SouthCom Sends Team to Haiti, Kearsarge Delivers Tons of Aid
American Forces Press Service
PORT-AU-PRINCE, Haiti, Sept. 12, 2008 An eight-member team from U.S. Southern Command, with headquarters in Miami, will arrive here today to support ongoing U.S. relief efforts in the country.
The team -- two Creole translators, three engineers and three operational planners -- will join ongoing U.S. military disaster assistance activities in Haiti carried out by the crew of the USS Kearsarge operating from the Gulf of Gonâves.
The team will provide technical engineering assistance to the Haitian government, the United Nations Stabilization Mission in Haiti and Office of U.S. Foreign Disaster Assistance officials for critical infrastructure, bridge and road repair efforts, U.S. Army Col. Norberto Cintron, SouthCom command engineer, said.
"The distribution of aid has been hampered by the devastation of roads and bridges in Haiti,” Cintron said. “We look forward to the challenge of restoring access to isolated communities."
USS Kearsarge continued its support of disaster relief efforts in Haiti yesterday, launching five helicopters and three landing craft to deliver aid to remote areas suffering in the aftermath of recent storms.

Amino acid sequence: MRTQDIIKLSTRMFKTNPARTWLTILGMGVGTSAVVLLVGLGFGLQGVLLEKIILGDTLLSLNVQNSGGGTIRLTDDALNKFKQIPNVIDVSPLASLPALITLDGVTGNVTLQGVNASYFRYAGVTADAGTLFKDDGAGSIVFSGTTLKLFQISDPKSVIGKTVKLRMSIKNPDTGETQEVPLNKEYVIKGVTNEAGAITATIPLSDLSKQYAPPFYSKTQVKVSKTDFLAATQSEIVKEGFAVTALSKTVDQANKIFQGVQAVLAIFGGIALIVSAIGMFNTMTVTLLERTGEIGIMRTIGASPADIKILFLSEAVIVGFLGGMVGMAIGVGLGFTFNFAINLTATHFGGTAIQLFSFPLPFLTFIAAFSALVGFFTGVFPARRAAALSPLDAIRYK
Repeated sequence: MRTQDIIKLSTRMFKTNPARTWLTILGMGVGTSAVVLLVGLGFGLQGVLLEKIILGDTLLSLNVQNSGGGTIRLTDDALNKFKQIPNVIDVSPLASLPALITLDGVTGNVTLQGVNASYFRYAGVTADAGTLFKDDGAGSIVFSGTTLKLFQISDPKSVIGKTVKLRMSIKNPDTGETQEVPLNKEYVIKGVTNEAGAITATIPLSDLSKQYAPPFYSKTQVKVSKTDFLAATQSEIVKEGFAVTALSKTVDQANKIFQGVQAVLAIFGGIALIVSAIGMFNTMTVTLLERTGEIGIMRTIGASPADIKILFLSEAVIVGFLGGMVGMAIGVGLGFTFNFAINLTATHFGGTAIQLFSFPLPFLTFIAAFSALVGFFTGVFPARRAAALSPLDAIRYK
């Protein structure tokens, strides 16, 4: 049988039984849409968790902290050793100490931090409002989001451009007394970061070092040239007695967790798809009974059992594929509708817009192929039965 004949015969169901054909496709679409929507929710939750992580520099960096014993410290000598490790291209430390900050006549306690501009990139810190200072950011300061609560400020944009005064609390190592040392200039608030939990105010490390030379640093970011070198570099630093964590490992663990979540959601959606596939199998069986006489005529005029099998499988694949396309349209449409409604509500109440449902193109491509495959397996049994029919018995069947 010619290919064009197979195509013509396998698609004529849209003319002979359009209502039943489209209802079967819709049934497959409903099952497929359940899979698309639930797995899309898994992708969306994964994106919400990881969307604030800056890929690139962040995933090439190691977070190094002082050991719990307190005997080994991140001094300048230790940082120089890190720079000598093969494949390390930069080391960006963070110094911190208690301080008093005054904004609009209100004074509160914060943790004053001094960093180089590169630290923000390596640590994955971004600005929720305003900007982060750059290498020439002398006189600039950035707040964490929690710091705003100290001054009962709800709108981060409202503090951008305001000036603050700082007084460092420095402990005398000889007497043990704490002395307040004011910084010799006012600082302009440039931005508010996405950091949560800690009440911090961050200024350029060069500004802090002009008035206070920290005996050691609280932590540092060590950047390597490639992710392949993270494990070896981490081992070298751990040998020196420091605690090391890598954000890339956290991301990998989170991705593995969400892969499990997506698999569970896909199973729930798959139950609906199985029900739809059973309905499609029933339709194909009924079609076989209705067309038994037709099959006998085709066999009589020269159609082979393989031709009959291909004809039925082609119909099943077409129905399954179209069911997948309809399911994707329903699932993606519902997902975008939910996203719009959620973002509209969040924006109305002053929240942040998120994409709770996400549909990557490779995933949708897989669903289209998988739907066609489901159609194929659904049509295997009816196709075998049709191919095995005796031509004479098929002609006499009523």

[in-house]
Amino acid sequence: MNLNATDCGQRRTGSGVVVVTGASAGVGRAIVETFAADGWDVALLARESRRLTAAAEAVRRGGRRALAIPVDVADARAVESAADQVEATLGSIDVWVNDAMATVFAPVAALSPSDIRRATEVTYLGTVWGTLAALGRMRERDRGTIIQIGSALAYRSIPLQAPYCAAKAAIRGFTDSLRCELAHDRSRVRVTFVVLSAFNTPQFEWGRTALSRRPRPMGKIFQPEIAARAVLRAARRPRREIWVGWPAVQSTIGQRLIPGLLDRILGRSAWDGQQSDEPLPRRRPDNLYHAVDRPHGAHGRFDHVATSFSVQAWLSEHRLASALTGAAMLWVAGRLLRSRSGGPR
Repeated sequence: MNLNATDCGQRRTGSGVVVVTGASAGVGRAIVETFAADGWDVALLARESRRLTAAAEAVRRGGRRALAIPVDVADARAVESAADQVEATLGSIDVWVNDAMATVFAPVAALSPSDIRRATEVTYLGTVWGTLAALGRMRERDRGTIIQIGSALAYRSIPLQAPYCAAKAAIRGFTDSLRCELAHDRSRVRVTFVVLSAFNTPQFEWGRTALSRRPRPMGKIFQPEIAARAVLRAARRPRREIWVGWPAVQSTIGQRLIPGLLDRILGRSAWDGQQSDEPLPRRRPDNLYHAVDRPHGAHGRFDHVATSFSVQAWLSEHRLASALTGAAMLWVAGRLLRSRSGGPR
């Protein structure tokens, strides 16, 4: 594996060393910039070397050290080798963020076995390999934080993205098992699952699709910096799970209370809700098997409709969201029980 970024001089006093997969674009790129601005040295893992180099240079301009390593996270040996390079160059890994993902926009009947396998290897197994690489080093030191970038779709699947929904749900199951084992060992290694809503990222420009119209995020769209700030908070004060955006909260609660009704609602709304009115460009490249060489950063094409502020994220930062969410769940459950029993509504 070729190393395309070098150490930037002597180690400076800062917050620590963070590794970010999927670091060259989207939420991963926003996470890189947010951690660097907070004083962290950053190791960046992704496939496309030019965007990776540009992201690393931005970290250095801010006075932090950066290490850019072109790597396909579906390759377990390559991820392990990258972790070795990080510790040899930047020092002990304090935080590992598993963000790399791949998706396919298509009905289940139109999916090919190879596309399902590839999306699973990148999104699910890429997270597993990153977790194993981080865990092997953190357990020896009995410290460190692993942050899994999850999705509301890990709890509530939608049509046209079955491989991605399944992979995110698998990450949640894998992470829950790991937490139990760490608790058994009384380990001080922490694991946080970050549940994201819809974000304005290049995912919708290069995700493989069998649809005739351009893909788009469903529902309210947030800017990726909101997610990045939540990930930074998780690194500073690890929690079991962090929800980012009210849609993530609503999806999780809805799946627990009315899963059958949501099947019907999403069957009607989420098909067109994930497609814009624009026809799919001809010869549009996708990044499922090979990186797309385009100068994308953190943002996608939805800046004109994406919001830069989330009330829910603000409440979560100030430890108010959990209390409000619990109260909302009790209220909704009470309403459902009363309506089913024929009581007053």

Overall, the Kearsarge mission in Haiti has delivered an estimated 350 metric tons of relief supplies in addition to 1,500 gallons of water.
The Caribbean nation was hit hard by tropical storms Fay, Gustav and Hanna and then again by Hurricane Ike, leaving eight of Haiti's 10 geographic departments flooded, destroying bridges and roads and leaving residents desperate for aid.
On the fourth day of operations, CH-53E Sea Stallion helicopter crews flew relief missions to Gonaives, Les Cayes and Port de Paix, delivering about 85 metric tons of pre-packaged food such as flour, beans, rice and high-energy biscuits from the World Food Program, as well as hygiene kits from the U.N. Population Fund.
To date, CH-53E and MH-60S Seahawk pilots have flown a combined 28 missions into the country to deliver supplies. Personnel from Assault Craft Unit 2 have launched landing craft daily, sending supplies and personnel ashore. Kearsarge also continued to send volunteer working parties to Port-au-Prince, to assist in loading and unloading supplies.
"This is truly a team effort," said Navy Capt. Walter Towns, Kearsarge´s commanding officer. "Everyone from the craftmasters, helicopter pilots, flight deck and well deck crews to the unsung heroes on the working parties carry hundreds of pounds of food and water supplies. They do it all without complaint, because they know their efforts are saving lives."
Kearsarge’s capabilities include the fast movement of personnel and cargo by helicopter and landing craft, making it the ideal platform to support urgent humanitarian relief missions, officials said.
(From a U.S. Southern Command news release.)